posted by ereshkigal45 at 3:35 PM on December 3, 2013 [3 favorites]


(Also: YAY for rescuing the kittens and getting Mom spayed!)
posted by ereshkigal45 at 3:37 PM on December 3, 2013 [1 favorite]


Guarding/territory issues can be different for male and female cats; it perfectly possible for the existing cat(s) to be guarding the litter trays against a new male interloper but not a female one.

Maybe get some Feliway (scentless to humans) and/or give him his own room and own litterbox for a day and see what he does.

If one of your cats has told that kitten that going in "his" litter boxes is not allowed, then that's going to trump pretty much anything else, and easily could have been a one-time message that you didn't notice. Cat hierarchies are a complicated and subtle thing. "I like you and you can use my litterbox" and "I will vaguely tolerate you and you can't use any of the litter boxes they are all mine and this house is mine and the food is mine" are two wildly different things that look pretty similar to humans.

Pooping is scent marking and a territorial thing, such that both my cats bolt/run out of their box when they've done a #2 (in case "anyone" *eyeroll* decides to challenge their ownership - they're lovers, not fighters, okay?).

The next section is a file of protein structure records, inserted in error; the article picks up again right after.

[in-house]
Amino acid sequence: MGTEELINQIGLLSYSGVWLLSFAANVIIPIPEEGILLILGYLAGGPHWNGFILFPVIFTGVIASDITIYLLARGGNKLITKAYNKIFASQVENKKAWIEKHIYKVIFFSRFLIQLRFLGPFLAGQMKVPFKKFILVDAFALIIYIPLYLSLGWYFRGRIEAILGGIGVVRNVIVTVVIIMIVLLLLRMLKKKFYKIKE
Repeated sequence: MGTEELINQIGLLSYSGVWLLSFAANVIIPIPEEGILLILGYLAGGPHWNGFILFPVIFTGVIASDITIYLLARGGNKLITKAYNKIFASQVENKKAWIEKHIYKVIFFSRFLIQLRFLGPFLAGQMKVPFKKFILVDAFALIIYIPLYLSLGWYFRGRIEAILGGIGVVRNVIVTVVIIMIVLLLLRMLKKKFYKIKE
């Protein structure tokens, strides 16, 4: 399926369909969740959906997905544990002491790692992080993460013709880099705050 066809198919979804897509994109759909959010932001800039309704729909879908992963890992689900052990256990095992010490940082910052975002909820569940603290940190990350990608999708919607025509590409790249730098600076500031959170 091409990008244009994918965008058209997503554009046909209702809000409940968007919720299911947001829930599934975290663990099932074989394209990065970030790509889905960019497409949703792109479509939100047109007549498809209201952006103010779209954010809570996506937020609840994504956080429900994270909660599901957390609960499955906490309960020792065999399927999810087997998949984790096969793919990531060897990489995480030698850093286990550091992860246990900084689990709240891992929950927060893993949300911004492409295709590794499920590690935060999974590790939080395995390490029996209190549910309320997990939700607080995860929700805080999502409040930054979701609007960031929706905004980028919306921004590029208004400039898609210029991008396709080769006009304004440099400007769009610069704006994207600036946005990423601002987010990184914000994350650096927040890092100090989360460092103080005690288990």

He is probably fine. Good luck! (Yay, kittens!)
posted by jrobin276 at 3:38 PM on December 3, 2013


Yay kittens!

He should be confined to a small area, 10 square feet max: a bathroom or at the very most a bedroom subdivided with a baby fence and be the only cat in there. Put down a white* bath towel in a corner furthest from his food/water and note if he's peeing on it. You may have to move the towel to the corner he chooses. Remove solid wastes. Once he starts consistently using that corner, place a shallow litter pan (a cookie sheet is great for this or one of those very shallow cardboard boxes one gets with a case of canned goods) with a small amount of non-clumping clay litter on top of the soiled towel. If you've got one of his turds handy, bury it in there too. Remove the soiled towel when he's consistently using the box (usually a few days). Over the course of the next two weeks increase the litter depth, swapping in a deeper box when he's able to easily get over the edge.